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Governor Greg Abbott continues to cracks down on homeless.

Governor Greg Abbott has been cracking down on the homeless population in Austin, Texas recently. Remember his charming tweet on Twitter? “Texas will hammer Travis County.” That is what his tweet said specifically. Greg Abbott has inserted himself into the city’s debate over the recent decriminalization of homelessness. He is right in the middle of everything regarding this debate. His threats have continued to override Austin’s elected officials. Abbott has threatened to take action if officials do not clean up the streets.

Governor Greg Abbott feels Austin’s land code policies allow the homeless to do whatever they want. The new homelessness ordinances that allow anyone to camp anywhere on city property as long as they don’t create a nuisance, are not an immediate threat, or impede the right of way. His threats have continued to override Austin’s elected officials. Abbott has threatened to take action if officials do not clean up the streets.

His letter listed a number of state agencies which would have authority to take action within the city. These agencies include Department of State Health Services, Office of the Attorney General, and the Department of Public Safety. His demands are not in the best interest of those facing homelessness or experiencing anything similar.

The homeless population in Austin, Texas continues to soar. Current estimates of the homeless population in Austin is over 15,500. 7,500 people face homeless each year in Austin and Travis County. Yet over half of the homeless population in Austin are not even from the area.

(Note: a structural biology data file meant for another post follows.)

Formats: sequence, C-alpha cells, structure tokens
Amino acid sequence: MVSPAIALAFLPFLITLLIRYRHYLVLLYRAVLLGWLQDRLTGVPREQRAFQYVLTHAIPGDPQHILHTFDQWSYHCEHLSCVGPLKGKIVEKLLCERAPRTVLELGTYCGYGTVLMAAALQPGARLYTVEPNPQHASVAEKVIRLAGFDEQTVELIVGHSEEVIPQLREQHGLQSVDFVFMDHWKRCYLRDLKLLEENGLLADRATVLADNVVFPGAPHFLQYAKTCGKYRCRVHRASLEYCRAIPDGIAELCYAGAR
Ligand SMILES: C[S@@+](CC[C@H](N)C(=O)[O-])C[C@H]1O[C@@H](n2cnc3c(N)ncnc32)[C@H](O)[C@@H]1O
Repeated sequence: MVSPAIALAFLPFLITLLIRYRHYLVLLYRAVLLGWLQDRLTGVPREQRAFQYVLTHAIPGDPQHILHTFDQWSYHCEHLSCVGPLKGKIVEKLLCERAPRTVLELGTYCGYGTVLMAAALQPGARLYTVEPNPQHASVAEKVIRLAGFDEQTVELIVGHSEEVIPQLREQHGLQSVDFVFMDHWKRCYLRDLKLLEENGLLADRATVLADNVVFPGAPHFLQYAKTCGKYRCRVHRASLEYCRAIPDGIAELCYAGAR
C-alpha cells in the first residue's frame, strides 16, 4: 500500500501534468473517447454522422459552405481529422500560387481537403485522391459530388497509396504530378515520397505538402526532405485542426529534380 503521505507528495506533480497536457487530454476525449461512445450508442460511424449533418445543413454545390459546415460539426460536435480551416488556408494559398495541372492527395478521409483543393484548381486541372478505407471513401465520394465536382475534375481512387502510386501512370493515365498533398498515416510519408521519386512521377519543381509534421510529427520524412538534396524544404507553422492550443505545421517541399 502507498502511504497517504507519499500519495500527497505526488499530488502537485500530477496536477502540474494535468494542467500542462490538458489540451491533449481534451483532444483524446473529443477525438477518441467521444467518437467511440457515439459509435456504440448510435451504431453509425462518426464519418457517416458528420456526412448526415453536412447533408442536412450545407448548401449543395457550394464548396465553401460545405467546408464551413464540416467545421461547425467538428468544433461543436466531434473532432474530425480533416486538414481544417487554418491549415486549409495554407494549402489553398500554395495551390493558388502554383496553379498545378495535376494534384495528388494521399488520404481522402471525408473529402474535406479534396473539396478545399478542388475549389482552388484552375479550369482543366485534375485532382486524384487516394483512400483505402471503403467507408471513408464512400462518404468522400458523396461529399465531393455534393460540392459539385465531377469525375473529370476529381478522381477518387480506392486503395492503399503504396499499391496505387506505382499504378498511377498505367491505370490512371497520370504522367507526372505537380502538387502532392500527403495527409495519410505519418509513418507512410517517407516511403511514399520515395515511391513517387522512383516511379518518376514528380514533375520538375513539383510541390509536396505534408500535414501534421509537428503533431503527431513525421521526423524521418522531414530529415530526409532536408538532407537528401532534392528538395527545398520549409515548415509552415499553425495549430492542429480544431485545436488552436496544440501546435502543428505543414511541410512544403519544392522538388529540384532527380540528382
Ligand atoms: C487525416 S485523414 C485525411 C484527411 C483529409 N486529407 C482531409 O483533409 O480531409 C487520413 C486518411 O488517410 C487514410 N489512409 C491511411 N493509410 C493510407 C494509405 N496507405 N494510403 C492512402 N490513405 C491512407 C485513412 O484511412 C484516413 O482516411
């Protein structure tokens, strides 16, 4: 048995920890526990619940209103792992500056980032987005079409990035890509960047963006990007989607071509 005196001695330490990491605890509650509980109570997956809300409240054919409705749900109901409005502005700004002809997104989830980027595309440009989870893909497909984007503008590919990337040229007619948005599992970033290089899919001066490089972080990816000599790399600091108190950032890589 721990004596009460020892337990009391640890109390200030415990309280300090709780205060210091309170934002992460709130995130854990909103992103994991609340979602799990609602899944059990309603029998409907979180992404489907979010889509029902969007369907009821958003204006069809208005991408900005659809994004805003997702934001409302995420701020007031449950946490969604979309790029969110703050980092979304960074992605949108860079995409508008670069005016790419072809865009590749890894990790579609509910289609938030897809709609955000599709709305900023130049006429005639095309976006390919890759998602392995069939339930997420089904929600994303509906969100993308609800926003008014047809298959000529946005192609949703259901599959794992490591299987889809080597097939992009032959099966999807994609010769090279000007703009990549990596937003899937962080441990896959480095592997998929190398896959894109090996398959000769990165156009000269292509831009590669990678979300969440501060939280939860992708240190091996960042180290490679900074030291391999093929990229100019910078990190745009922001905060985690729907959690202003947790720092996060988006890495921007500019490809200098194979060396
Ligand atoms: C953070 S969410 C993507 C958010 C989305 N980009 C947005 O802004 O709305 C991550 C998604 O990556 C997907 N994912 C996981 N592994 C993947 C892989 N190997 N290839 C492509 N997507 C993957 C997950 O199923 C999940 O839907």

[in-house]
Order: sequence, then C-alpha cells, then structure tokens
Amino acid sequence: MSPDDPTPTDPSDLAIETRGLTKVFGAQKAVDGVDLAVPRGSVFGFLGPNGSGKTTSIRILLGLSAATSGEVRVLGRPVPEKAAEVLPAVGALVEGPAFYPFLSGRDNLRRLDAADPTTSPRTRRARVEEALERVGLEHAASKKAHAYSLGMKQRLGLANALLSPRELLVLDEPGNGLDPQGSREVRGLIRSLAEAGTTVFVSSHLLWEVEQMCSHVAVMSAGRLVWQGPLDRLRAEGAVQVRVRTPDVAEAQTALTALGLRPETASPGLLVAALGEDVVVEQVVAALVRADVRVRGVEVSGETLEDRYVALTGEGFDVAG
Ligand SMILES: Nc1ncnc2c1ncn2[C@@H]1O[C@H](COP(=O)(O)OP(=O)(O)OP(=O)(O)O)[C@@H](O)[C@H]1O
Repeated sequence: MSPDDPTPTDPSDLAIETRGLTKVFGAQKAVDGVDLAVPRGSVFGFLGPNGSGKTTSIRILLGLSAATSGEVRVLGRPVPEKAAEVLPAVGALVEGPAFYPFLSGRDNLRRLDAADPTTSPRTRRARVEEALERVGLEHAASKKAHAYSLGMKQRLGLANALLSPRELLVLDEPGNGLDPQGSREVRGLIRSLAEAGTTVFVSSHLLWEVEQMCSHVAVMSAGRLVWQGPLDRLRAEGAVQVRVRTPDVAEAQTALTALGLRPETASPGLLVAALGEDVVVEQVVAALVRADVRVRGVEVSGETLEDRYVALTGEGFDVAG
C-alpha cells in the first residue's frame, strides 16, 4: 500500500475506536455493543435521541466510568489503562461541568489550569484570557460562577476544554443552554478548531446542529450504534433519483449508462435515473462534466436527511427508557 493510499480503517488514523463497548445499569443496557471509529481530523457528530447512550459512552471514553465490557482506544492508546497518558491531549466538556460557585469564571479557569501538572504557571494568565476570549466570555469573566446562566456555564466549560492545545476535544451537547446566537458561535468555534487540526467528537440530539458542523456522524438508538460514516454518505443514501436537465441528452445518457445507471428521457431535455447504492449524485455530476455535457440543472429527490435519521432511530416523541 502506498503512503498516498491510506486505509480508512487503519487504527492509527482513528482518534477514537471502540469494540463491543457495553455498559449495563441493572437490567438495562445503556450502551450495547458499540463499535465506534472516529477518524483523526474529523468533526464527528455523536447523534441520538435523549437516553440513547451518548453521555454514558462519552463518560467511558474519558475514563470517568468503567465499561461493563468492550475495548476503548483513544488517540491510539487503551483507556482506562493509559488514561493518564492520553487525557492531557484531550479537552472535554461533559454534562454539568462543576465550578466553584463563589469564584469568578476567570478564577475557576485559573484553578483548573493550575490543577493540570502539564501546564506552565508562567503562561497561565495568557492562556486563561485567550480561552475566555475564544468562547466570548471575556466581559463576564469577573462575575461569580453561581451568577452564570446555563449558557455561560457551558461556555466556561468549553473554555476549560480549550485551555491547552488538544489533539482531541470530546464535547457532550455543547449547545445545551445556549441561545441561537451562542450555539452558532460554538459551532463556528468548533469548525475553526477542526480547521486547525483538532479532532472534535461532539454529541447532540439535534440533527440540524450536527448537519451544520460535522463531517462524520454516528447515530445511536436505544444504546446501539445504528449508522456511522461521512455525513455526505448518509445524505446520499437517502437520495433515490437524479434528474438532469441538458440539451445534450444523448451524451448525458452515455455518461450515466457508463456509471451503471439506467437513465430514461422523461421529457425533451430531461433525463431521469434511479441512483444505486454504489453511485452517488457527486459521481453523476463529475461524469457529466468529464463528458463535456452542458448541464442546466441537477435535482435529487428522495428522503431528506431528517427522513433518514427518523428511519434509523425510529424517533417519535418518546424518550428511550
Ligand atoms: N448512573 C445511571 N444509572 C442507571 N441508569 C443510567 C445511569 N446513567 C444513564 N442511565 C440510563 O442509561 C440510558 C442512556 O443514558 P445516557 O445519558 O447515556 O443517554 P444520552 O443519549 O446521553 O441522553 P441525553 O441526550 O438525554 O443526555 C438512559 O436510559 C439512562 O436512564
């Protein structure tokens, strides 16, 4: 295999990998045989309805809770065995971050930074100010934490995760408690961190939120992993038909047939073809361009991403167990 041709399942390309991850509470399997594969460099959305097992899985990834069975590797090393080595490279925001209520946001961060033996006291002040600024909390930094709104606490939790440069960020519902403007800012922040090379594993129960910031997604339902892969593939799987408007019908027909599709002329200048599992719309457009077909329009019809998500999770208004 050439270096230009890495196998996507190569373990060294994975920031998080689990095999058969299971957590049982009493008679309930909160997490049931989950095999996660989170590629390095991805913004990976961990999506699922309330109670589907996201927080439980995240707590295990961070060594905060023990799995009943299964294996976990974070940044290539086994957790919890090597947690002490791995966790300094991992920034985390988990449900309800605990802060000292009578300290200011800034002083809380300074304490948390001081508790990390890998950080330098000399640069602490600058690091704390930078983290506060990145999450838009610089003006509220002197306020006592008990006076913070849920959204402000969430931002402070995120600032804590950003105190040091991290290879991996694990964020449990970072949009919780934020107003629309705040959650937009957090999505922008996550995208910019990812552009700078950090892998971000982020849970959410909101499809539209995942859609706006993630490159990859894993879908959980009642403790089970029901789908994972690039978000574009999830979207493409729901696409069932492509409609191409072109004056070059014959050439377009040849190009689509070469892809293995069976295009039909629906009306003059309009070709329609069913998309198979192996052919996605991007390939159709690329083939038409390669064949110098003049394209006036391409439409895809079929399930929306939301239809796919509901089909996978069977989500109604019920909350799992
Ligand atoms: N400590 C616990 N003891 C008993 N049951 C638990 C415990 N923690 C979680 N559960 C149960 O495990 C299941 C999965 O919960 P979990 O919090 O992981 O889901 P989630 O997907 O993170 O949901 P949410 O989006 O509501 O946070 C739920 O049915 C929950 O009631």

Tent cities has sprung up overpasses of several highways across town. Some homeless people have even taken refuge in public parks in overgrown areas covered with shrubs. An estimated 60% of the homeless population in Austin suffers from some form of mental health issues. Drug addiction is one of many issues homeless people face in Austin.

Many of the homeless congregate Downtown, Wooten, Rundberg, Rutland, William Cannon, Oak Hill, and South Austin. Homeless shelters such as KOA and Community First have sprung up in the Decker neighborhood east of US 183.

Austin faces a sad reality of an ever-growing homeless problem which both political parties hardly protect. The visibility of homelessness needs to be addressed. Both Republican and Democratic policies have failed to protect society’s most vulnerable population. Both parties need to be held accountable for the damage they have caused towards the homeless population in not only Austin, Texas but America.

Over 60% of the homeless population in Austin suffers from some form of mental health issues or suffer from drug addiction. Many of the homeless people in Austin are drug addicts. Drug addiction is one of many issues homeless people face in Austin.

An estimated 50% of the-then homeless population in Austin suffered from some form of mental health issues and drug addiction. Drug addiction among the homeless was not uncommon at that time. Many homeless people in Austin developed unhealthy addictions to certain drugs. Many of which are illegal.

The homeless rate continues to rise and shows no signs of decreasing anytime soon.

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